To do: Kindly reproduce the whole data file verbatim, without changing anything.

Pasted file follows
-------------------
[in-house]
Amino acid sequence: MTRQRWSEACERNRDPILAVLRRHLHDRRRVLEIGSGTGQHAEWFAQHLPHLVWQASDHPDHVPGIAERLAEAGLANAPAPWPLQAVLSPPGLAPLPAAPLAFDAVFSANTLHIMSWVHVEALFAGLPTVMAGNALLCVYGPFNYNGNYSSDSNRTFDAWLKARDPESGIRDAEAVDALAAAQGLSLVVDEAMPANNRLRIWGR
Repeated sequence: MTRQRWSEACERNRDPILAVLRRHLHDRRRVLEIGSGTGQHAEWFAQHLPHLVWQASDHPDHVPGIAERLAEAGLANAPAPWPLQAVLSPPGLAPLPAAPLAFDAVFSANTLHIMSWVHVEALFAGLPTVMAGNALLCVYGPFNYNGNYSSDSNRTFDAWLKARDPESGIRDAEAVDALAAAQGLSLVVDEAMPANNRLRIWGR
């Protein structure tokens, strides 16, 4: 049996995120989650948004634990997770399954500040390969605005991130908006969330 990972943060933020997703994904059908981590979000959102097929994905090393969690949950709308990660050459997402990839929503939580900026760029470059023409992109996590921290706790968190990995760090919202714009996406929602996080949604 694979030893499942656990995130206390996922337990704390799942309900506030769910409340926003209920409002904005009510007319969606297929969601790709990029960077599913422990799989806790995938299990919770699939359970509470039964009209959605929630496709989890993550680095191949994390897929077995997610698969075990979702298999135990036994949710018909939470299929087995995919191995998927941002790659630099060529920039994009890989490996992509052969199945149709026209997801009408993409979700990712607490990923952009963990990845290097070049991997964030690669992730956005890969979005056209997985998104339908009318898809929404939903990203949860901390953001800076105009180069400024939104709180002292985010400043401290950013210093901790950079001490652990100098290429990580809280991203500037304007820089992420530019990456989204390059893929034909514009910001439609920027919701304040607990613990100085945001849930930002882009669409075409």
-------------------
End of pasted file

[in-house]
Amino acid sequence: MTRQRWSEACERNRDPILAVLRRHLHDRRRVLEIGSGTGQHAEWFAQHLPHLVWQASDHPDHVPGIAERLAEAGLANAPAPWPLQAVLSPPGLAPLPAAPLAFDAVFSANTLHIMSWVHVEALFAGLPTVMAGNALLCVYGPFNYNGNYSSDSNRTFDAWLKARDPESGIRDAEAVDALAAAQGLSLVVDEAMPANNRLRIWGR
Repeated sequence: MTRQRWSEACERNRDPILAVLRRHLHDRRRVLEIGSGTGQHAEWFAQHLPHLVWQASDHPDHVPGIAERLAEAGLANAPAPWPLQAVLSPPGLAPLPAAPLAFDAVFSANTLHIMSWVHVEALFAGLPTVMAGNALLCVYGPFNYNGNYSSDSNRTFDAWLKARDPESGIRDAEAVDALAAAQGLSLVVDEAMPANNRLRIWGR
């Protein structure tokens, strides 16, 4: 049996995120989650948004634990997770399954500040390969605005991130908006969330 990972943060933020997703994904059908981590979000959102097929994905090393969690949950709308990660050459997402990839929503939580900026760029470059023409992109996590921290706790968190990995760090919202714009996406929602996080949604 694979030893499942656990995130206390996922337990704390799942309900506030769910409340926003209920409002904005009510007319969606297929969601790709990029960077599913422990799989806790995938299990919770699939359970509470039964009209959605929630496709989890993550680095191949994390897929077995997610698969075990979702298999135990036994949710018909939470299929087995995919191995998927941002790659630099060529920039994009890989490996992509052969199945149709026209997801009408993409979700990712607490990923952009963990990845290097070049991997964030690669992730956005890969979005056209997985998104339908009318898809929404939903990203949860901390953001800076105009180069400024939104709180002292985010400043401290950013210093901790950079001490652990100098290429990580809280991203500037304007820089992420530019990456989204390059893929034909514009910001439609920027919701304040607990613990100085945001849930930002882009669409075409």